Commercial Aviation posted a US$11.1 billion backlog, or US$2.3 billion higher than in 4Q23. The highlight of the quarter was the deal with American Airlines for 90 E175s, with purchase rights for another 43 additional jets, to meet domestic demand in the United States. Also, Embraer delivered one E195-E2 to Azorra, which will fly under the Royal Jordanian flag.


Transportation Security Administration (TSA) officers at Ronald Reagan Washington National Airport intercepted their sixth firearm at one of the airport checkpoints so far this month, the latest stopped on Tuesday, April 23. The 9mm handgun was loaded with 10 bullets.

The man, a resident of Florida, was caught with the same gun at the Pensacola International Airport in 2019. It also was loaded with 10 bullets. At the time, local police allowed the man to return the gun to his car. But this time after TSA officers intercepted the firearm and notified police, the Washington Metropolitan Washington Airports Authority Police confiscated the weapon and issued him a criminal citation.

The man told officials that he wanted to travel with the firearm for protection.

Guns are not permitted through the security checkpoint and the travellers face a stiff financial civil penalty from TSA. The penalty for carrying weapons can reach a maximum of $15,000.

"This individual did not learn his lesson the first time he carried his gun to a checkpoint and this second time could be costlier because his financial civil penalty may be significantly more for repeating his same mistake," said John Busch, TSA's Federal Security Director for the airport. "Under any circumstances it is unacceptable to bring a loaded gun to an airport checkpoint, but to do it twice is just plain irresponsible."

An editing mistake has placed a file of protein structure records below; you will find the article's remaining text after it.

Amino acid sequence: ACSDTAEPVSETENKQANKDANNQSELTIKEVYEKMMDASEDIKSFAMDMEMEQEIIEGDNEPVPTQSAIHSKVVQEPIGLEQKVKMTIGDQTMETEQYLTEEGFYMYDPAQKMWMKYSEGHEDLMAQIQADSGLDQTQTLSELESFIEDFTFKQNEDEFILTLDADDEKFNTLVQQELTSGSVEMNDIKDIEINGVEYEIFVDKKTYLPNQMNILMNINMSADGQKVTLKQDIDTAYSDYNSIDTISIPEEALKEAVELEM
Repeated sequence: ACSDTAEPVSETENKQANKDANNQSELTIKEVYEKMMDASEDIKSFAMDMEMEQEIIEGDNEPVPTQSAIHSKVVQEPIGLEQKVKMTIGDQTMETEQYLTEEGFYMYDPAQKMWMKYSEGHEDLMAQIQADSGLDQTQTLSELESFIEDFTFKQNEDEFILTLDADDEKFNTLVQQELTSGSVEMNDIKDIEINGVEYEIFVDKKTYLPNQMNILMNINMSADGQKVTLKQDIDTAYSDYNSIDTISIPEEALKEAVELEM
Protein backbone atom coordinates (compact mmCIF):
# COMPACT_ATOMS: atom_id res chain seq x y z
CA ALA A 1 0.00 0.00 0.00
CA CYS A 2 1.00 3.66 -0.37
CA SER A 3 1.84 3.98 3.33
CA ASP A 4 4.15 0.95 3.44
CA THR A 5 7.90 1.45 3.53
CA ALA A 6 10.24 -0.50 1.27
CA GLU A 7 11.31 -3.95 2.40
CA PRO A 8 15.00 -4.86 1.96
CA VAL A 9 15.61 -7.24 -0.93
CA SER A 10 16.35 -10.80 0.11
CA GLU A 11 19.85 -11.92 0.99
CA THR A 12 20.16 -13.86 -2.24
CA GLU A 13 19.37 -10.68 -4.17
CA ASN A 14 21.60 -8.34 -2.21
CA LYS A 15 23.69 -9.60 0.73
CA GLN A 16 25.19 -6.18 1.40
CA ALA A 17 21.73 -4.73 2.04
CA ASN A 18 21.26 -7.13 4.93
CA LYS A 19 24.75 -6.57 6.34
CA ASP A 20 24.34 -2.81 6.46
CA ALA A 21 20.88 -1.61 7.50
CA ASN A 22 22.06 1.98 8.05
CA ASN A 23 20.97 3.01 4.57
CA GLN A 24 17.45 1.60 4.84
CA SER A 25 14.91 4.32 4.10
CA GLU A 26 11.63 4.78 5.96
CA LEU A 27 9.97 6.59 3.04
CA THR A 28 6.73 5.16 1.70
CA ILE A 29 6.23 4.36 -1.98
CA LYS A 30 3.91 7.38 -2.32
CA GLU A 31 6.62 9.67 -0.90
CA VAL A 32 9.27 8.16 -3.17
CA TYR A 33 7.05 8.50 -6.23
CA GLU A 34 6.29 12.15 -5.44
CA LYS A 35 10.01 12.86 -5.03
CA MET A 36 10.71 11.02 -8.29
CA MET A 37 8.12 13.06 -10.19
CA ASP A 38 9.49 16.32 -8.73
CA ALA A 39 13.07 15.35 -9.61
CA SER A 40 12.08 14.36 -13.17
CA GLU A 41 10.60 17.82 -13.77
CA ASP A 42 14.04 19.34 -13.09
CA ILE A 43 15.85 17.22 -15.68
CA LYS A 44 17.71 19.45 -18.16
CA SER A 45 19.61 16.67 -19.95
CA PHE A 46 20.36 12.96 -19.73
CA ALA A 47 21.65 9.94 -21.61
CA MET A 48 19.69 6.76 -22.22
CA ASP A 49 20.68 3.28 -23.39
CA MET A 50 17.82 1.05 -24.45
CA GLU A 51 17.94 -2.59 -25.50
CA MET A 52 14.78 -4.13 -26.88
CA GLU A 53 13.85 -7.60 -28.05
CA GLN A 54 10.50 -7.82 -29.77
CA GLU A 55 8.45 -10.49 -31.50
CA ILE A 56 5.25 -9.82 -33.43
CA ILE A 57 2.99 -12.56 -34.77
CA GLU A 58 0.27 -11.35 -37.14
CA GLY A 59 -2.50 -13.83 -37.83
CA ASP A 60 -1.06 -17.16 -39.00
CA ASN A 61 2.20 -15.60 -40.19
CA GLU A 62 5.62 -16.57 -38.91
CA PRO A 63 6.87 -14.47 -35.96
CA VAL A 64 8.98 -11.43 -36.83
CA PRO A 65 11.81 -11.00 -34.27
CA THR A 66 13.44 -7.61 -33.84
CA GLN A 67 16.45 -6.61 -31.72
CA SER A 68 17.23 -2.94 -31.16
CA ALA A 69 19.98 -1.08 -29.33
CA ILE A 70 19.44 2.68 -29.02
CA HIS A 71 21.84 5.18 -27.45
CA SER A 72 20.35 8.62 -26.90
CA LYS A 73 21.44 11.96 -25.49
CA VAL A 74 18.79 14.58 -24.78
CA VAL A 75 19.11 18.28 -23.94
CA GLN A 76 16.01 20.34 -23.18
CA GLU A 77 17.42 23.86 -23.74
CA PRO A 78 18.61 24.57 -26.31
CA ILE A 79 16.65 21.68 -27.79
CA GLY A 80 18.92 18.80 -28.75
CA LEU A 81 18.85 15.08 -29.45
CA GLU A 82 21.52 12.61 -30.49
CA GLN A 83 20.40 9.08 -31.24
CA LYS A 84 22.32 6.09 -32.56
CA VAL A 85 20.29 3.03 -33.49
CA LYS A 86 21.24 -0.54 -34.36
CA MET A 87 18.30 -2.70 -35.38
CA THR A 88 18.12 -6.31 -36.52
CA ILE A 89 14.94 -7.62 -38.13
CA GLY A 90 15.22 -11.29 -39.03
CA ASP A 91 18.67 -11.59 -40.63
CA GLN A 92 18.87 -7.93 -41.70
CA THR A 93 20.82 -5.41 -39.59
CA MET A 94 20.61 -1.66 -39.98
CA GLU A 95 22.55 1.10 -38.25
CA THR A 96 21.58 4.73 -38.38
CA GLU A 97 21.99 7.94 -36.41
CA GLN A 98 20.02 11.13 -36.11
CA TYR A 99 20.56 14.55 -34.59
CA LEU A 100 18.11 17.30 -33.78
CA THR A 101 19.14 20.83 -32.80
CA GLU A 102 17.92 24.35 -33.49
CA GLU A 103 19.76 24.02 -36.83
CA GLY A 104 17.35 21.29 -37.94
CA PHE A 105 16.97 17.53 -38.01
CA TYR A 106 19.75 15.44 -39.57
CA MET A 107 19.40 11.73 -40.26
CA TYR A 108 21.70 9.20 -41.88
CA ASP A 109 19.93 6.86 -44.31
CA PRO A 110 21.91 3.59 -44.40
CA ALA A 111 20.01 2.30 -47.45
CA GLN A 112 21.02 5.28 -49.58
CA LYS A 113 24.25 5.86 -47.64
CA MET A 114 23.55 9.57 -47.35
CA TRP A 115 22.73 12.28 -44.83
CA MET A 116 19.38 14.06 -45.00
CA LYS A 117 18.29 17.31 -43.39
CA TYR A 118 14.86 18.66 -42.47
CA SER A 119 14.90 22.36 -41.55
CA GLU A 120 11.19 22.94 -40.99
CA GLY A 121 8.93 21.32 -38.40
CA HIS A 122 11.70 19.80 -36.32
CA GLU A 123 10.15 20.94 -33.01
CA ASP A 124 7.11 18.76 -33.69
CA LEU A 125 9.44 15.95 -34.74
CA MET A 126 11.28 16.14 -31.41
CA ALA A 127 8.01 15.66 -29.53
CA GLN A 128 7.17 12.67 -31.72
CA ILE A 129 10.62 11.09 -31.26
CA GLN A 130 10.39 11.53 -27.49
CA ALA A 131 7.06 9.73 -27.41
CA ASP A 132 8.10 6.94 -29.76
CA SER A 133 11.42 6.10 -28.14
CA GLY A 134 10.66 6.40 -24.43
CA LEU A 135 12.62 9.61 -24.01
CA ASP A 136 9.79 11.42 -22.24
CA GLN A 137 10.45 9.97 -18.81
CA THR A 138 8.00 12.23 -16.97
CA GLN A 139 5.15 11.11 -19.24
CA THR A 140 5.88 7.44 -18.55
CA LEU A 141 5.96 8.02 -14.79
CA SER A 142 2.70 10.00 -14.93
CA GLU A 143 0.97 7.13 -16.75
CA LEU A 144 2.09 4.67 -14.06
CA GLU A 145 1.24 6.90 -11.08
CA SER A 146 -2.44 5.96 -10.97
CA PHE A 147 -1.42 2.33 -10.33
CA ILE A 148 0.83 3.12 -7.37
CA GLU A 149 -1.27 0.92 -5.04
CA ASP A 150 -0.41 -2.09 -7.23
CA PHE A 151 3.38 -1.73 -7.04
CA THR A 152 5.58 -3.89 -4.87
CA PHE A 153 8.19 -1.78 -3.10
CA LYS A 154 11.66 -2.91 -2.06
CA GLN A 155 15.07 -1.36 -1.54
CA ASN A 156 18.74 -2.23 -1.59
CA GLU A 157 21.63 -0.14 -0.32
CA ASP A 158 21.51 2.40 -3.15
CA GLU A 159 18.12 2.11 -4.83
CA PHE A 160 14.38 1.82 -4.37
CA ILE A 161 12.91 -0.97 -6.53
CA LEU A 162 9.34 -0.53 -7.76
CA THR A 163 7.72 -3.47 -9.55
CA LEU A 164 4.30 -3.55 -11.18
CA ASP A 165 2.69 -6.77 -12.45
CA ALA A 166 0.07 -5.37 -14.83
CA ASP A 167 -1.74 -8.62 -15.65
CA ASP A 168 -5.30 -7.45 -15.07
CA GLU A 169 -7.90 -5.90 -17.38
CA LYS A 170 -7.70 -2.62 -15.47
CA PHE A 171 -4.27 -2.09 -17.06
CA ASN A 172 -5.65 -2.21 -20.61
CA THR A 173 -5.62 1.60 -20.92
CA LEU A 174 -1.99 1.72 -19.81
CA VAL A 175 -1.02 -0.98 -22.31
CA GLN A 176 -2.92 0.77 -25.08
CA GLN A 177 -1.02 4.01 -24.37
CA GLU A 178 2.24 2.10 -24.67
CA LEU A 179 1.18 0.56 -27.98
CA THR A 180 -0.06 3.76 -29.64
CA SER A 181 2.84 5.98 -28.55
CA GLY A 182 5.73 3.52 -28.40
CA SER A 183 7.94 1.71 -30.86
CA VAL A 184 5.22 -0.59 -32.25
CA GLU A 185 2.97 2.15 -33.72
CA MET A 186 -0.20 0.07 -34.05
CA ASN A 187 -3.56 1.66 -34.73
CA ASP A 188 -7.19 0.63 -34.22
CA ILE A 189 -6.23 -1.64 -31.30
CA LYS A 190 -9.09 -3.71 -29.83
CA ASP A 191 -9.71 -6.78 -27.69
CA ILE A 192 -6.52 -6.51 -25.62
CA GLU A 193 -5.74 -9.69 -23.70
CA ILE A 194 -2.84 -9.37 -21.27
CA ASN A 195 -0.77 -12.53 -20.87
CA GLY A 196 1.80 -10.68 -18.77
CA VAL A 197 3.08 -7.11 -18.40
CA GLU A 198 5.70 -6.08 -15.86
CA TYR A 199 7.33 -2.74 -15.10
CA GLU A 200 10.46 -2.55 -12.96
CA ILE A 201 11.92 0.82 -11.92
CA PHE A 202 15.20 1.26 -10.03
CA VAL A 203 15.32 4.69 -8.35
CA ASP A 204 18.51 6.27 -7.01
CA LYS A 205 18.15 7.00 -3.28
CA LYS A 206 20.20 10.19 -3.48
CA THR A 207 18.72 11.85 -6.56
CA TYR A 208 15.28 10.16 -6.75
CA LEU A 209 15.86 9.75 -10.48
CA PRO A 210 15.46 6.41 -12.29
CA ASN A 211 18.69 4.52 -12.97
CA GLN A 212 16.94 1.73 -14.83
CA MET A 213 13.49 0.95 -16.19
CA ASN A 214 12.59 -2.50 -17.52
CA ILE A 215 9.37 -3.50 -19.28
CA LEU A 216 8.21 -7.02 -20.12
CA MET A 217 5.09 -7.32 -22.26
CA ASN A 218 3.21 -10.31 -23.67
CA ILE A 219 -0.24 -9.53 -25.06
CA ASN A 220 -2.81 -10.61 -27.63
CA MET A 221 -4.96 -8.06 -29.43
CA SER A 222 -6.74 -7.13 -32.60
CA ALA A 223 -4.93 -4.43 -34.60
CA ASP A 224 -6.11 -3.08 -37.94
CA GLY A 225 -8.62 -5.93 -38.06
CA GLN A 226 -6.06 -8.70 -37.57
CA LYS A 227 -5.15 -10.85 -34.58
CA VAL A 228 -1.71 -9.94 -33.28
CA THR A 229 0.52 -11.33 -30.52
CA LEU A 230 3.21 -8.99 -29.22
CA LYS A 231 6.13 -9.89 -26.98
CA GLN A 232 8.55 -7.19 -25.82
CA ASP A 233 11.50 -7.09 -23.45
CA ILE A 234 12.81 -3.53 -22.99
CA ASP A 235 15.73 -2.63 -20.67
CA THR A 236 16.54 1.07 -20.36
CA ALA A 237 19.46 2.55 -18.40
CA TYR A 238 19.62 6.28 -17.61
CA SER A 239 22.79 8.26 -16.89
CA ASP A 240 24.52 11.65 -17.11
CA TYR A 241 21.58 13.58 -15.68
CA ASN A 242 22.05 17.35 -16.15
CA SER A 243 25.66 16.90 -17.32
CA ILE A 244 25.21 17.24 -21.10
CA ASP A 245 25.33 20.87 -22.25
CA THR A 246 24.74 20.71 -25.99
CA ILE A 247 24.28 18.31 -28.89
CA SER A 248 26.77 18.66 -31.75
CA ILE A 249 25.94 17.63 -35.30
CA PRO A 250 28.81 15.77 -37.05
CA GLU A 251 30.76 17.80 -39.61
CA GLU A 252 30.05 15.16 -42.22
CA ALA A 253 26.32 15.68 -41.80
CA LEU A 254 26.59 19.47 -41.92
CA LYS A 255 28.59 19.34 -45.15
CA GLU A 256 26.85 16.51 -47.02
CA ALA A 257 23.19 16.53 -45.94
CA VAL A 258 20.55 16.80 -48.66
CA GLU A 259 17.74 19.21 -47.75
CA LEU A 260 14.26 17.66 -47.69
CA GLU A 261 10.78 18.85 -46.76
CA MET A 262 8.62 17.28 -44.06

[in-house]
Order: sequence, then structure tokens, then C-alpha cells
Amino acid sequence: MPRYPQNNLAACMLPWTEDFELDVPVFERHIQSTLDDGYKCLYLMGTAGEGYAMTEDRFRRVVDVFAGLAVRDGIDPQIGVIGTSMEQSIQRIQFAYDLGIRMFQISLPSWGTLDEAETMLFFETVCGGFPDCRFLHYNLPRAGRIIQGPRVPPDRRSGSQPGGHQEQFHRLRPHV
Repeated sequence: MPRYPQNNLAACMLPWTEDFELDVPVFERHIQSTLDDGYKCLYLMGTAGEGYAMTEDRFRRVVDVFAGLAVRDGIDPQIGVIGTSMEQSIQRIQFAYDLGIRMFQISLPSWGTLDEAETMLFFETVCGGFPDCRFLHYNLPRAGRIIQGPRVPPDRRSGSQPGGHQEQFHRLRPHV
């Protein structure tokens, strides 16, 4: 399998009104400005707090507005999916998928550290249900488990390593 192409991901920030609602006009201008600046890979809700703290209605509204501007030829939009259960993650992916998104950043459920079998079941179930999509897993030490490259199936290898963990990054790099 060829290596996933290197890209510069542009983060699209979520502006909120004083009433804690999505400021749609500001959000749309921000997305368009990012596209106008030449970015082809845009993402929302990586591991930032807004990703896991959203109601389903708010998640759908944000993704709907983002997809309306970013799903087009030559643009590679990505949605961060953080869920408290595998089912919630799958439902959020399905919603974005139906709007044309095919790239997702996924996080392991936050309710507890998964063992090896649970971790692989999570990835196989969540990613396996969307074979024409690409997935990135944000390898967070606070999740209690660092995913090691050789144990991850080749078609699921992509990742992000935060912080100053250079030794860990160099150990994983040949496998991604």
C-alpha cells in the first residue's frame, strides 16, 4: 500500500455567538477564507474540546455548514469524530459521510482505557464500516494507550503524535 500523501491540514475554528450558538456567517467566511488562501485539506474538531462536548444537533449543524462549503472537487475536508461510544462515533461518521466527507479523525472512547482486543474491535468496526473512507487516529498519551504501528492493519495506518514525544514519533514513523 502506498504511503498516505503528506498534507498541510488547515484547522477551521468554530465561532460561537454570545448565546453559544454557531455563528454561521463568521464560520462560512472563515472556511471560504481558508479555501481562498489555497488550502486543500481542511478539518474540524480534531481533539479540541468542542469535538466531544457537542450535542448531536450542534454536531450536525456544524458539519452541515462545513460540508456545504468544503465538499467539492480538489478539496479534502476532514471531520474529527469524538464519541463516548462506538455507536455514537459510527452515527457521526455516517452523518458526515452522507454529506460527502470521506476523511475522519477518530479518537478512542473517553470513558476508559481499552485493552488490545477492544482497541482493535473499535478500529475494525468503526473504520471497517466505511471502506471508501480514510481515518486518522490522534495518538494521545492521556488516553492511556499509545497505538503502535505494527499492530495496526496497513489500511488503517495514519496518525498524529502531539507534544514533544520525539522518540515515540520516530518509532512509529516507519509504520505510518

Bringing a firearm to an airport checkpoint carries a federal civil penalty because TSA reserves the right to issue a civil penalty to travellers who have guns and gun parts with them at a checkpoint. Civil penalties for bringing a gun into a checkpoint can stretch into thousands of dollars, depending on mitigating circumstances. This applies to travellers with or without concealed gun carry permits because a concealed carry permit does not allow a firearm to be carried onto an airplane. The complete list of civil penalties is posted online. Additionally, if a traveller with a gun is a member of TSA PreCheckģ, that individual will lose their TSA PreCheck privileges.

South Africa, Johannesburg-O.R. Tambo International Airport (JNB/FAOR): Air France flight AF995, a Boeing 777-228ER, suffered burst or deflated tyres after an aborted take-off from runway 21R at JNB. The aircraft vacated the runway and stopped on a taxiway. Unconfirmed local aviation information suggests the take-off was aborted due to a baggage compartment opening alert on the flight deck. The aircraft was still on the ground at JNB a day after the incident.

Nigeria, Abuja-Nnamdi Azikiwe International Airport: Dana Air flight 9J352, an MD-82, veered off the side of the runway at Lagos Airport. Photos from the scene show the aircraft in the grass to the left of the runway with the nose resting on the grass.

Venezuela. Caracas Simon Bolivar International Airport (CCS/SVMI): A Laser Airlines MD-82 was being pushed back from the gate at Caracas Simon Bolivar International Airport (CCS) when smoke was observed coming from the aircraft. An emergency evacuation was carried out.

USA, New York-JFK Airport: Finnair Flight AY10, an Airbus A330-302, diverted to New York-JFK Airport due to engine no.1 shut down in flight. The airplane safety landed at JFK at 07:06 UTC.

USA, John F. Kennedy International Airport (JFK/KJFK): Delta Airlines flight DL520, a Boeing 767-332ER, returned to John F. Kennedy International Airport (JFK/KJFK) after the in-flight loss of a right-hand side emergency slide.